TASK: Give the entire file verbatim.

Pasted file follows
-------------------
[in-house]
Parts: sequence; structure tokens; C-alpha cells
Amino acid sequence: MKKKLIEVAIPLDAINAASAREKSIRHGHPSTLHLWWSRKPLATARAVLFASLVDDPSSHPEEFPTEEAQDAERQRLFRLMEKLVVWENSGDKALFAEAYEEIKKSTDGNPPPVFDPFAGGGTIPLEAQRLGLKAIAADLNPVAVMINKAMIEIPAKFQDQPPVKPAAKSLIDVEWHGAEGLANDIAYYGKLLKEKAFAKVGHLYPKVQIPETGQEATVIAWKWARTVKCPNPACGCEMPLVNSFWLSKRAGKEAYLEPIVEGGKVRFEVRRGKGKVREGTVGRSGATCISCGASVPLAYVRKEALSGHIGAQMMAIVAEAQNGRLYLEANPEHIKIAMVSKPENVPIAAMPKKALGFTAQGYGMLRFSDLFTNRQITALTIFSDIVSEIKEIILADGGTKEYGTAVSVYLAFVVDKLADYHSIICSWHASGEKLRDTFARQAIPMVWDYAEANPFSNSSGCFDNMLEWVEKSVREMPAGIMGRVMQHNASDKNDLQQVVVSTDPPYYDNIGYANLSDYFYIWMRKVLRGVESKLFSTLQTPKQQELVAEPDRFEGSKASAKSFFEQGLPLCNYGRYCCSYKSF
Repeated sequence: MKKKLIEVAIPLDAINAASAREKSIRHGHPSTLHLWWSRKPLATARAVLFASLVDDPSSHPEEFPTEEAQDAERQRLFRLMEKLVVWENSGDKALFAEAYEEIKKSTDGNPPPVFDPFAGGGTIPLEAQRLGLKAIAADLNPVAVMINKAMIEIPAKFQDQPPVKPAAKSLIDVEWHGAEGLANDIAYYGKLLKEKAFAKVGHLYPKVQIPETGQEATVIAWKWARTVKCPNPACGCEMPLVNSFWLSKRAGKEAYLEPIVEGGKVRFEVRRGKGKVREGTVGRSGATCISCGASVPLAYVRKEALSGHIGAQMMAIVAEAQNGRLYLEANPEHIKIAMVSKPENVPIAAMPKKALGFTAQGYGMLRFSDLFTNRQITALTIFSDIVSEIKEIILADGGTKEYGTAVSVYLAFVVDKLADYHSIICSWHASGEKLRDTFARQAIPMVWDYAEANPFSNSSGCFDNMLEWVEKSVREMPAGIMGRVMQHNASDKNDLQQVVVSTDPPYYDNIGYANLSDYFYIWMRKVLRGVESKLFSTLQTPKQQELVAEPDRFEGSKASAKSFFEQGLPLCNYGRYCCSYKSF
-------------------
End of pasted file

[in-house]
Parts: sequence; structure tokens; C-alpha cells
Amino acid sequence: MKKKLIEVAIPLDAINAASAREKSIRHGHPSTLHLWWSRKPLATARAVLFASLVDDPSSHPEEFPTEEAQDAERQRLFRLMEKLVVWENSGDKALFAEAYEEIKKSTDGNPPPVFDPFAGGGTIPLEAQRLGLKAIAADLNPVAVMINKAMIEIPAKFQDQPPVKPAAKSLIDVEWHGAEGLANDIAYYGKLLKEKAFAKVGHLYPKVQIPETGQEATVIAWKWARTVKCPNPACGCEMPLVNSFWLSKRAGKEAYLEPIVEGGKVRFEVRRGKGKVREGTVGRSGATCISCGASVPLAYVRKEALSGHIGAQMMAIVAEAQNGRLYLEANPEHIKIAMVSKPENVPIAAMPKKALGFTAQGYGMLRFSDLFTNRQITALTIFSDIVSEIKEIILADGGTKEYGTAVSVYLAFVVDKLADYHSIICSWHASGEKLRDTFARQAIPMVWDYAEANPFSNSSGCFDNMLEWVEKSVREMPAGIMGRVMQHNASDKNDLQQVVVSTDPPYYDNIGYANLSDYFYIWMRKVLRGVESKLFSTLQTPKQQELVAEPDRFEGSKASAKSFFEQGLPLCNYGRYCCSYKSF
Repeated sequence: MKKKLIEVAIPLDAINAASAREKSIRHGHPSTLHLWWSRKPLATARAVLFASLVDDPSSHPEEFPTEEAQDAERQRLFRLMEKLVVWENSGDKALFAEAYEEIKKSTDGNPPPVFDPFAGGGTIPLEAQRLGLKAIAADLNPVAVMINKAMIEIPAKFQDQPPVKPAAKSLIDVEWHGAEGLANDIAYYGKLLKEKAFAKVGHLYPKVQIPETGQEATVIAWKWARTVKCPNPACGCEMPLVNSFWLSKRAGKEAYLEPIVEGGKVRFEVRRGKGKVREGTVGRSGATCISCGASVPLAYVRKEALSGHIGAQMMAIVAEAQNGRLYLEANPEHIKIAMVSKPENVPIAAMPKKALGFTAQGYGMLRFSDLFTNRQITALTIFSDIVSEIKEIILADGGTKEYGTAVSVYLAFVVDKLADYHSIICSWHASGEKLRDTFARQAIPMVWDYAEANPFSNSSGCFDNMLEWVEKSVREMPAGIMGRVMQHNASDKNDLQQVVVSTDPPYYDNIGYANLSDYFYIWMRKVLRGVESKLFSTLQTPKQQELVAEPDRFEGSKASAKSFFEQGLPLCNYGRYCCSYKSF